School of Social Sciences and International Studies

Bachelor of Arts in Anthropology

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Why Choose Anthropology?

Major in anthropology and take courses that will enable you to look at the world through an “anthropological lens.” More specifically, courses in anthropology will equip you with the ability to:

  • Remain an open-minded, but critical, lifelong learner
  • Develop an understanding of and appreciation for human cultural diversity
  • Navigate an increasingly globalized society
  • Recognize there are many ways to approach “real-world” problems of all kinds (social, economic, political, etc.)

The Bachelor of Arts program in anthropology focuses on and prepares you to be competent in three areas: cultural anthropology, biological anthropology, and archaeology.

Cultural Anthropology studies the interrelationship between culture and society to give meaning to the world around us. It explains the social and cultural similarities and differences demonstrated around the world. It analyzes and interprets human diversity through such dynamics as language, identity, and representation, family and religious systems, political and economic configurations, and the environments people have used to shape their societies. Careers can include academic appointments, market research, direction of nonprofits, cultural liaisons, civil affairs, policy making, and more.

Biological Anthropology focuses on biological variation among living and past human populations, including the evolutionary pathways that have led humans to adapt to a variety of environments over the past 4 million years. You will gain practical knowledge in biomedical research, animal behavior, anatomy, and physiology. Careers can include academic appointments, human factors research, forensic science, grant writing, museum work, genetic research, and more.

Archaeology examines human life using material remains of the past, whether 100,000 or only 100 years old. Courses convey substantive knowledge of past cultures and societies, artifact analysis, and archaeological fieldwork. Coursework in archaeology gives you a window into how studying our past can impact our future. Careers can include academic appointments, park ranger, field research, cultural resource management, historic preservation, and more.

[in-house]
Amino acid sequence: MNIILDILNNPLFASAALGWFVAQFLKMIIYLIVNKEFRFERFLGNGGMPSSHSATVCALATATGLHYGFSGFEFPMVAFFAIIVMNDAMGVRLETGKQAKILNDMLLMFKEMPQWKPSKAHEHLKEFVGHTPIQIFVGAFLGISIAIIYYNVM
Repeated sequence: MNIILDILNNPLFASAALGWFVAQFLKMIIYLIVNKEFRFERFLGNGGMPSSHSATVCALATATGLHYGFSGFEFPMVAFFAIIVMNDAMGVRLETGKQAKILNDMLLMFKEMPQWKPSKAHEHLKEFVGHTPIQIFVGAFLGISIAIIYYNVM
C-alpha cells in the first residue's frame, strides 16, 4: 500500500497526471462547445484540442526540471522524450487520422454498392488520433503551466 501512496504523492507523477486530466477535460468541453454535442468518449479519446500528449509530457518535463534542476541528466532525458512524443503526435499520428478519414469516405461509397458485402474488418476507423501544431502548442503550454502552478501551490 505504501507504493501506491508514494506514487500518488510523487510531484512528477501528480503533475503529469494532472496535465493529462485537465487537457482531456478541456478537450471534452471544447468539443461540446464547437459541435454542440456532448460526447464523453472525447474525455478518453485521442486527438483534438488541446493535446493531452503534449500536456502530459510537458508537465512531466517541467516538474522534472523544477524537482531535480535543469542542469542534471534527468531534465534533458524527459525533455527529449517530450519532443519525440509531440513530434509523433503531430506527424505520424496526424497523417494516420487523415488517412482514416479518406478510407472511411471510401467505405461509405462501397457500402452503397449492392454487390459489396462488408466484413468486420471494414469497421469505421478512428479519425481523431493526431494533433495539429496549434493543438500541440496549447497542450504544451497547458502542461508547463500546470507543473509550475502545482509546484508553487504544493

View Human-thropology: What is Anthropology? to learn more.


You might be surprised to learn our students have many career options, though few will have “anthropologist” as their job title. An academic track involves more coursework (M.A. and/or Ph.D.) and often results in a career as a researcher and college professor. An applied track can require additional training but usually translates into a dynamic career using anthropological knowledge to solve “real-world” problems. What careers do our alumni undertake? We work closely with you to help you identify a career that meets your interests, goals, and skill sets. Below is a list from some of our most recent alumni.

Our Graduates Work As

  • Museum curator
  • Archivist
  • Owner of cultural resource management and historic preservation firms
  • Attorney
  • College professor
  • Government positions such as:
    • Park ranger
    • Contractor
    • Military officer
    • Police detective
    • Professional archaeologist
  • Specialist work such as:
    • Geographic information systems
    • Anthropometric research
    • Forensic investigation
    • Genetic research
  • Grant writing
  • Technical writing
  • Public health
  • Science policymakers
  • Market research

View the anthropology program profile for sample occupations, average salary, and employment projections

Real-World Experience

A lot of student learning occurs outside of the classroom. Wright State works to provide opportunities for you to interact and apply what you are learning. Highlights include:

  • Summer Field School in Archaeology
  • Student research and study abroad programs
  • Independent studies, including work in the anthropology lab
  • Internships, job shadowing, and volunteering in the community

Success Stories

Casey Simmons, who graduated from Wright State with a degree in anthropology, restores historic airplanes at the National Museum of the United States Air Force.
Wright State anthropologist Amelia Hubbard specializes in the study of past life ways through teeth.

Academics and Curriculum

View Bachelor of Arts in Anthropology program information and requirements in the Academic Catalog.

View the Anthropology checksheet (PDF).


Review the college admission requirements and complete the admission application. Identify whether you will be majoring in anthropology.

If you are a current student and wish to change majors, go to the WINGS Express major/minor change request form and change your major.  If you are an undecided/exploratory student, talk to your advisor about majoring in anthropology.


Take the Next Step

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